My most valuable asset in life is my education. Not only did my professional training allow me to have a day job, but it also allowed me to associate with many teachers, highly intelligent individuals, colleagues and interesting people whom I can learn from. Insurance-wise, we have term life policies as well as disability insurance, hospitalisation and surgical insurance, and critical illness insurance for peace of mind.

We are generally conservative in our investments, preferring to look long term, and we adopt a buy-and-hold strategy. We stick with blue chip shares locally and internationally. We also have a three-bedroom condominium in the city area here, which we rent out. We bought it a couple of years ago and the value has risen, but we have no plans to sell it. We have no plans to buy another property now as prices are very high.

Most of our money is in the bank. The interest is not high but the money is liquid. We stay within our area of competence. We won't go near landbanking, for instance. We know of a landbanking firm that is not truthful - the land they are selling is actually not in the area that they claimed.

Q: Moneywise, what were your growing-up years like?
I grew up in Hong Kong with a hardworking father who was involved in various small businesses. He has a great sense of humour, loves his family and lives a balanced life. My mother is a very talented woman who made many important business decisions with my father. She is a full-time homemaker and is always willing to listen to her kids. Through a lot of luck and hard work, my parents successfully saw my three elder sisters and I graduate from the University of Hong Kong. We eventually went overseas for our post-graduate education.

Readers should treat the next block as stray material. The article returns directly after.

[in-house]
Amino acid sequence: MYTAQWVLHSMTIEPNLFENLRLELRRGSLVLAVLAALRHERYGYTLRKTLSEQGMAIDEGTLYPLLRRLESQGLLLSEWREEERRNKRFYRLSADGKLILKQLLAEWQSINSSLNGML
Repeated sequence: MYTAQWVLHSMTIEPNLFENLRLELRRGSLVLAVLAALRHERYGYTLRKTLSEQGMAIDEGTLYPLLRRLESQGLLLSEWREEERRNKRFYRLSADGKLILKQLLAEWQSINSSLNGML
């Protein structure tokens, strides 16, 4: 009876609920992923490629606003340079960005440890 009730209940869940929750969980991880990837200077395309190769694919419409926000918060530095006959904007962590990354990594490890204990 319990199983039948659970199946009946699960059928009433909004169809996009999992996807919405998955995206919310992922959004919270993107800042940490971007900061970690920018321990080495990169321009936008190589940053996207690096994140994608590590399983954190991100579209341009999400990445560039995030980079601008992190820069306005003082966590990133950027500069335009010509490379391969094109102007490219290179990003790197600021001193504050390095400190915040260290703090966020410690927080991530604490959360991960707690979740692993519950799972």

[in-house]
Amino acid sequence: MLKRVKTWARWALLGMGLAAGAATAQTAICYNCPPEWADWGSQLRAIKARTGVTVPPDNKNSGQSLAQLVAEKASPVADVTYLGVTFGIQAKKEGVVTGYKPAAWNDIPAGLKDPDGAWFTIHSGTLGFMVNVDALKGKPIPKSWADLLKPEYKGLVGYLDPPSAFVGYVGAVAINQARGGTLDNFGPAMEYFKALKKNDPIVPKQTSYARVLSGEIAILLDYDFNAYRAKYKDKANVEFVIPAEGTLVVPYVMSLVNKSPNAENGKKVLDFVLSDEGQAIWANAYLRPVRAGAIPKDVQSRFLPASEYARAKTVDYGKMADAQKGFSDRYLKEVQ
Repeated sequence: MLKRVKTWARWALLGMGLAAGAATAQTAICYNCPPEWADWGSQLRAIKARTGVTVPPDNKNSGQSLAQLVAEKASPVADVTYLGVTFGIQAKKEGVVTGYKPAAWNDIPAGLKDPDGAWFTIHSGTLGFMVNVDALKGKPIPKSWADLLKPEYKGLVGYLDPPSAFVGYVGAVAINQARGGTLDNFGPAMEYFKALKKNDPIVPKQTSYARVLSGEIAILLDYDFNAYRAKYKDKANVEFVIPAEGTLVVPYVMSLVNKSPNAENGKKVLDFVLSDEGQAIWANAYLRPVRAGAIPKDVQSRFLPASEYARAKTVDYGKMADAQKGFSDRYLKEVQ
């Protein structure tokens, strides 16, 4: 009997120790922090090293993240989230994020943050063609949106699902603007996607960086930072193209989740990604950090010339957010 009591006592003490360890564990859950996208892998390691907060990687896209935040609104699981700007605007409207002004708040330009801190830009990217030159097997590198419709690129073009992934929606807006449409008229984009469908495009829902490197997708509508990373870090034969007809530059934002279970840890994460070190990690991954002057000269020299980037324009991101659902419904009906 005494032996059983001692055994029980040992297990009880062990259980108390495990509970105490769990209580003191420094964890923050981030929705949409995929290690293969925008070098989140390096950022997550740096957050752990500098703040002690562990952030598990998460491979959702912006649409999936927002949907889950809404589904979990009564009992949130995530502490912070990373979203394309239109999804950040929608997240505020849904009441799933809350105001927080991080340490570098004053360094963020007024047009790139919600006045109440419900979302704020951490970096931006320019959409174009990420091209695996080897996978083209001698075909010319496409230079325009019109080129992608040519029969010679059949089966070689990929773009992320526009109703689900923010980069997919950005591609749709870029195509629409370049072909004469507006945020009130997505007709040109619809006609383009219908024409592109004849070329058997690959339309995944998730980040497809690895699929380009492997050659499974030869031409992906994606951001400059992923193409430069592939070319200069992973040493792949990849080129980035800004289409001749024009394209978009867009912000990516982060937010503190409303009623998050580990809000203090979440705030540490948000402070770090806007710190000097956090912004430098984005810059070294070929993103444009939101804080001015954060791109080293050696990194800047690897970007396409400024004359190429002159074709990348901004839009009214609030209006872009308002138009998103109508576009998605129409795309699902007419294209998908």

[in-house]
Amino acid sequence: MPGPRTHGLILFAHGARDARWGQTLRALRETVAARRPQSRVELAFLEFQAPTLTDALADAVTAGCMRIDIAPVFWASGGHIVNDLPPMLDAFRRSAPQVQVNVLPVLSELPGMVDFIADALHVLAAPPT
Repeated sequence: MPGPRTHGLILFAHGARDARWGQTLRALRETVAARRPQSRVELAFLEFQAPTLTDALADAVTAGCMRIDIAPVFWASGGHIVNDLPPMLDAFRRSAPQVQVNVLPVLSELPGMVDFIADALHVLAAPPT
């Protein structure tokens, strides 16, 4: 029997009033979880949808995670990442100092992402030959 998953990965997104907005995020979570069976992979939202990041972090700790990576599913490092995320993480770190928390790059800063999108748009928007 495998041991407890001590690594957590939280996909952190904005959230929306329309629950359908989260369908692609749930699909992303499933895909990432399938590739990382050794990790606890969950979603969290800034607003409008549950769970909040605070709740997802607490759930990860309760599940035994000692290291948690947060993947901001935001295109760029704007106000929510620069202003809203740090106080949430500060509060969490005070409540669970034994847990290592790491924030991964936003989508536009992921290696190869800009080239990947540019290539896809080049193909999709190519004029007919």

Q: How did you get interested in investing?
I have heard my parents talk about business since I was young. Thus, the idea of working hard and getting money to work harder for you is not alien to me. The best investment philosophy I learnt in the US, where I had studied and worked, was: 'Invest in yourself'. When people know how to catch fish, there is no need to give out fish.

Q: What property do you own?
A 1,300 sq ft condo unit around the Bugis area. We bought it a few years ago at a reasonable price.

Q: What's the most extravagant thing you have bought?
When I was six, I was made to purchase a tiny golden mouse with my entire net worth of approximately US$73. That was the time when gold was at about US$40 an ounce. I still have that little gold mouse, and even at the current gold price of about US$1,600 (S$2,000), I have absolutely no use for that piece of shiny metal. I thus concluded that precious metals are fine but are of little practical value.

Q: What's your retirement plan?
My parents never retired. They just moved from one thing to another. Like them, I do not have a retirement plan. I plan to keep healthy and busy for as long as possible. I am financially independent because I consume very little and have close to zero desire for most material needs. The amount of money you need during retirement depends on your needs. You can limit your needs.

Q: Home is now...
Our condo around the Bugis area, which allows us to walk our girls to school daily.

Q: I drive...
I drive only once a year - when I'm in the US for meetings. I enjoy whatever subcompact car the cheapest car rental company presents to me. My wife and I take the cab or bus to work and we take the bus home. 


cin2tan said...

' when people know how to make money,
NO need to give money' ...IWC.

seniorsaloud said...

So true! Wish I knew how to make lots of money to give away to those like me who don't know how to make money! Figure that one out :-)

cin2tan said...

guess you cant afford the WWW15 given up by so&so !